Al Worden (1932-2020)

It is with great sadness that we note the passing of Alfred “Al” Worden, a very great friend and Honorary Fellow of the British Interplanetary Society (BIS). Al Worden was the Command Module pilot for Apollo 15.

One of 24 people to have flown to the Moon, he spent three days in lunar orbit while fellow astronauts David Scott and James Irwin explored the surface.

On the highest of his orbits aboard the command module Endeavour, Worden was adjudged to have been the world’s most isolated human being. The orbiting module was 2235 miles (3597 kilometres) away from Scott and Irwin at the time, and much much further away from the rest of humanity.

He was also the first astronaut to conduct an extravehicular activity (EVA) outside Earth orbit during Apollo 15’s return trip from the Moon, retrieving film cassettes from cameras stored outside.

Born in Michigan in 1932, he was the second in a family of six children, growing up on a farm outside of a town called Jackson. 

Always fascinated by aviation and single-minded in purpose, he went from his family farm to the University of Michigan and then on to the US Military Academy in West Point. Flying thousands of hours, he was acclaimed as one of the best US test pilots.

He was selected for NASA’s astronaut corps in 1966.

After the Apollo 1 fire in 1967, Worden and fellow future astronaut Jack Swigert devised procedures for the Apollo command and service modules. Worden served as a member of Apollo 9’s support crew, and was the backup command module pilot for Apollo 12.

Apollo 15 went to the Moon and back in July and August 1971.

Al Worden left NASA in 1975 and worked on aircraft technology development for the next 35 years.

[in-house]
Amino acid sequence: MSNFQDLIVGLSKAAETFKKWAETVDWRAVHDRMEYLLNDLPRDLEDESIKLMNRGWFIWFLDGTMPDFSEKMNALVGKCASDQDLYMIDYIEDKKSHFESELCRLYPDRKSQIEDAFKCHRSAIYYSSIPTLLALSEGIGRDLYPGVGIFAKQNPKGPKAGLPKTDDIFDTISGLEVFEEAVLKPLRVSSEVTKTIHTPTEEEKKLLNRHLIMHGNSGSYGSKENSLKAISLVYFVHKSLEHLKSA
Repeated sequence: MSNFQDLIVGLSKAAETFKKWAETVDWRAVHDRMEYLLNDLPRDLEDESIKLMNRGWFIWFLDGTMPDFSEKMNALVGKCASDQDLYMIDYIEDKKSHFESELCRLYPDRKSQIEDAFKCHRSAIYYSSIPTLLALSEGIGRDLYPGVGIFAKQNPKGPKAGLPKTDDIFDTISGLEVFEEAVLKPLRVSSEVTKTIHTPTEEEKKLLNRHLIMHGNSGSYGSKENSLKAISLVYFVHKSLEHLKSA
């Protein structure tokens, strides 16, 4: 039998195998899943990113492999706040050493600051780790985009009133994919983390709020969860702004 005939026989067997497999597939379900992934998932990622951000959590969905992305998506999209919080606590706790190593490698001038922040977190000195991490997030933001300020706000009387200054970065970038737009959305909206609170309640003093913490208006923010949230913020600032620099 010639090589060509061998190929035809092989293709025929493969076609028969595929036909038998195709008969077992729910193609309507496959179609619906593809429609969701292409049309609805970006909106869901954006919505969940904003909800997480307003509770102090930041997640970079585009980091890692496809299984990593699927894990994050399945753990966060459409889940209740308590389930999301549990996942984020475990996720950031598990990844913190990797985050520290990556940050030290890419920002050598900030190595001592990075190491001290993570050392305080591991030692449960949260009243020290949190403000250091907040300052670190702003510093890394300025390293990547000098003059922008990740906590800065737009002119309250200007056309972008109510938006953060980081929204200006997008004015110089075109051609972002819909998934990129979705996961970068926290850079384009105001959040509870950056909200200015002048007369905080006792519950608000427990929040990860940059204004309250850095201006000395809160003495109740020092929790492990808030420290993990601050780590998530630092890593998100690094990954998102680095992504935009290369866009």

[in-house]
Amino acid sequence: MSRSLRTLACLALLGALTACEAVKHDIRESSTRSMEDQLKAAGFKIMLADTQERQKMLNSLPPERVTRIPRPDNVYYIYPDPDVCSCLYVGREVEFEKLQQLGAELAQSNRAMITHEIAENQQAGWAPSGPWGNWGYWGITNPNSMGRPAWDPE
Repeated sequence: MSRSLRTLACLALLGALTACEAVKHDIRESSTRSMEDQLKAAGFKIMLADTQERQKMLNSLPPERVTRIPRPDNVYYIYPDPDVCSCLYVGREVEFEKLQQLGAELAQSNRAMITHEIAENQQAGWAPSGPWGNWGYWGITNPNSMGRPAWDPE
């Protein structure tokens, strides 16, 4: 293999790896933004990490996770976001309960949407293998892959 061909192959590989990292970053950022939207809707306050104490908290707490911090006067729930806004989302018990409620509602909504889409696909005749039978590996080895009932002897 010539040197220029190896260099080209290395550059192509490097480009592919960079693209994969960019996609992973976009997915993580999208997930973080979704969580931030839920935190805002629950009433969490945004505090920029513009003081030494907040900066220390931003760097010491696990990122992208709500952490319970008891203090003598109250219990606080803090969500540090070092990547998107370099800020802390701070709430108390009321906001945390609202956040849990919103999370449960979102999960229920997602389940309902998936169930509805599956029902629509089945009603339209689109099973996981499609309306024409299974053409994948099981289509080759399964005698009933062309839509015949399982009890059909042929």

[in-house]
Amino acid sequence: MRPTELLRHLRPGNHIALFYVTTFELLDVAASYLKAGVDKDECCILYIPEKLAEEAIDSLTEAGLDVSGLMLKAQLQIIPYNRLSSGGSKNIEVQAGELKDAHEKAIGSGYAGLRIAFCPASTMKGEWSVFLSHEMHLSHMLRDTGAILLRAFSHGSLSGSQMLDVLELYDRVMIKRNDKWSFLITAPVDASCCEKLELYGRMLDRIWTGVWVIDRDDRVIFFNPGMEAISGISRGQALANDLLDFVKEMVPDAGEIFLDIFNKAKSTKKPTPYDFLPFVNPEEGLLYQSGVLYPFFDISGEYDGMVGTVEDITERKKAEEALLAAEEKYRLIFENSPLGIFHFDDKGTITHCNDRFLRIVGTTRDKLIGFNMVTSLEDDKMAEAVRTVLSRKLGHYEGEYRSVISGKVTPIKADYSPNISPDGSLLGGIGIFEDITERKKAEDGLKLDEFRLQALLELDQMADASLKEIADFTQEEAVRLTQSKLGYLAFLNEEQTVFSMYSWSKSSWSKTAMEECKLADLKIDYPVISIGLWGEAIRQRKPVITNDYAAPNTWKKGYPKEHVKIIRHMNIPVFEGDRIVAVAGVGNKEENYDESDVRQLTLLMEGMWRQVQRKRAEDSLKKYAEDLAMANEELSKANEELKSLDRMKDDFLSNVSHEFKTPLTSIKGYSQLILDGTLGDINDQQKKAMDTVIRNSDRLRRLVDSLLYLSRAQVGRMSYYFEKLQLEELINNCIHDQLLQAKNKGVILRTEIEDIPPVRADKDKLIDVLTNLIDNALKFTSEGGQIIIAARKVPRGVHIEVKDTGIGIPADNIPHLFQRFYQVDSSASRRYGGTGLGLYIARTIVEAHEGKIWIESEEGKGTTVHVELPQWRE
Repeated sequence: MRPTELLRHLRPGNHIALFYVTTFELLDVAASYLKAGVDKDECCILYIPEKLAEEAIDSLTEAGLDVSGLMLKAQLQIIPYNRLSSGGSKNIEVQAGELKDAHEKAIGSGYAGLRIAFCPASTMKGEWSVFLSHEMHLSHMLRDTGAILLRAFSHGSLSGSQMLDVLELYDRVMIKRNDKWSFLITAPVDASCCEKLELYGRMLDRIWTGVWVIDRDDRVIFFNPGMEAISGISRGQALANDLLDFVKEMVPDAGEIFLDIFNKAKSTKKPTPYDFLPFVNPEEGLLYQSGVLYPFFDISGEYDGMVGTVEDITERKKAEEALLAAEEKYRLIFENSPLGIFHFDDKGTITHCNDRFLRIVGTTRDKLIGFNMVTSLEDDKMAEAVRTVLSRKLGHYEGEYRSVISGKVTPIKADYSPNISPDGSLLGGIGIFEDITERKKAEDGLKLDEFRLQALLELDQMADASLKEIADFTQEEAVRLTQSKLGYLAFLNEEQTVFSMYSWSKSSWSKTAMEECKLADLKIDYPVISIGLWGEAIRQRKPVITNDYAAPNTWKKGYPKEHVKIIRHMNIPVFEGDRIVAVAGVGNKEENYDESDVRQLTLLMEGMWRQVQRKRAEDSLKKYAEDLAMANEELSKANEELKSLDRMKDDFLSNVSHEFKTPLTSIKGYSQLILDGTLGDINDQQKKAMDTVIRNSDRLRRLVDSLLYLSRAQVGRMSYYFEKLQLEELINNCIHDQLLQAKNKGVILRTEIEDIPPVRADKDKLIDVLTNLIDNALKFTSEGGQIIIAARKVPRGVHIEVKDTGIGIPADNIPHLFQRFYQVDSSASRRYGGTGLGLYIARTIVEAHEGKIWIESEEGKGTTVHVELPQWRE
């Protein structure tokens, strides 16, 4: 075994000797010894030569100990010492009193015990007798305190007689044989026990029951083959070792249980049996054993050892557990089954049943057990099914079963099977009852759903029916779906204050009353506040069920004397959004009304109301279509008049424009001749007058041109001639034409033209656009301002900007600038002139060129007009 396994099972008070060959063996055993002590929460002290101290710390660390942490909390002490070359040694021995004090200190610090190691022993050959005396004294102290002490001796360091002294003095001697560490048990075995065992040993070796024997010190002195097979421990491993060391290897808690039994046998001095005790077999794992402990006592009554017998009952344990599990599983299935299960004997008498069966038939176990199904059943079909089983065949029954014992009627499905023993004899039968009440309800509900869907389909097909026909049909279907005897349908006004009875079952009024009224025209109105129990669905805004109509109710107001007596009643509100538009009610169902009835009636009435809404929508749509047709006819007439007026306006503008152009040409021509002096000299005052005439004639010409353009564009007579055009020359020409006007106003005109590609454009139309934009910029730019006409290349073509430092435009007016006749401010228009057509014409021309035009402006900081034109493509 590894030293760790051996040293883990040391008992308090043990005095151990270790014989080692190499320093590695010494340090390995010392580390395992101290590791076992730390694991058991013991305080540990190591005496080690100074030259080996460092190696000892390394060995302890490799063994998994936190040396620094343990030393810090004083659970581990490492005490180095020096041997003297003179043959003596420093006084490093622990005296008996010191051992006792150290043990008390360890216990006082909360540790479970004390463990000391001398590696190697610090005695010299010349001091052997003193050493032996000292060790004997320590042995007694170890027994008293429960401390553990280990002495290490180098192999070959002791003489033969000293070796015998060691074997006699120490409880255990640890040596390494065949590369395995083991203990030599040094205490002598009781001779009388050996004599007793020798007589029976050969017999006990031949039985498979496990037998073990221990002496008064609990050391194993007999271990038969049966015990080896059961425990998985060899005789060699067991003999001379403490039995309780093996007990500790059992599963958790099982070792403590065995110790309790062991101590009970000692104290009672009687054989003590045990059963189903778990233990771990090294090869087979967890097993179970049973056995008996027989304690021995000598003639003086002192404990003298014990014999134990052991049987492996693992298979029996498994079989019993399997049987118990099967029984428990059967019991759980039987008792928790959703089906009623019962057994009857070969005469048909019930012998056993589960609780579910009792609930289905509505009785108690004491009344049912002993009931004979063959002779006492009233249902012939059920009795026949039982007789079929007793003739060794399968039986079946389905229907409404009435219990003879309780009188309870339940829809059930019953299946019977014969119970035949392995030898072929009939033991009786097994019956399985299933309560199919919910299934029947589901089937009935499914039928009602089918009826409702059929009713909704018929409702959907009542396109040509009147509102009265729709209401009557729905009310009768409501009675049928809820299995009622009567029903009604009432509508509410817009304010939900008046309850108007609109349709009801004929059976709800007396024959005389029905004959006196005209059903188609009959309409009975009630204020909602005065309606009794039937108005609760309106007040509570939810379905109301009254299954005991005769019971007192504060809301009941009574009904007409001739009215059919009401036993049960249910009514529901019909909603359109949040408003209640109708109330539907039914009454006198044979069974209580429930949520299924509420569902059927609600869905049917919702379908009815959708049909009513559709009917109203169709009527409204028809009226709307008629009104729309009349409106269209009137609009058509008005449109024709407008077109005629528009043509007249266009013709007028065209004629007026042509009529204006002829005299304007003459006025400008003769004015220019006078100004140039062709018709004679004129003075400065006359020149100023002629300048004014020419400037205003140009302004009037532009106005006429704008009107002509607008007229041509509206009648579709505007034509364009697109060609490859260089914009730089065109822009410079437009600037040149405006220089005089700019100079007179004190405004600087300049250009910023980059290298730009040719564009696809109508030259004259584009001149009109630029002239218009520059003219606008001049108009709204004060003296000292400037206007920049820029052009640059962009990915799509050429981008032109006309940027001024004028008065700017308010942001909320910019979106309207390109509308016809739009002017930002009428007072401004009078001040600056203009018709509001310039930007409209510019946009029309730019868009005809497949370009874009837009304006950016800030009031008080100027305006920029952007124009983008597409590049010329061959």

In 2011, in collaboration with US-based British author Francis French, he wrote his autobiography: Falling To Earth.

To help publicise the book, Al started to give public appearances – perhaps more than any other astronaut over the course of last decade. For nine years and in his eighties by then, he was tireless and generous with his time with all who came to see him.

Al Worden as part of his flight training had attended rigorous flying courses in the 1950s at the Empire Test Pilots’ School in Farnborough and became very fond of the UK, visiting often.

During the BIS Reinventing Space conference in 2015, Al Worden was guest speaker. Al had given a humorous anecdote-filled talk of his Apollo mission. Behind the scenes, the British Interplanetary Society had worked with the Guinness organisation to verify the two Worden records. It was our pleasure to surprise him on stage with the unexpected appearance of a representative from Guinness World Records. He was recognised officially for both being the most isolated human being and the performance of the first deep space EVA.

After his talk, Al was as usual extremely unselfish and patient, spending valuable time inspiring the children of Oxford who had come to see him there.

Al subsequently became a great supporter of the BIS appearing as part of the Society’s team on such occasions as New Scientist Live, at the Royal Institution in London and all over the UK. He was especially active during many World Space Week events, organised by Vix Southgate. Al would not only meet the public but could be found building exhibition stands, designing presentations, wiring lighting and generally helping out behind the scenes. To recognise his achievements and selfless support of the Society, he was awarded one of the rarest BIS awards: Honorary Fellowship.

He will be greatly missed by us all.

 

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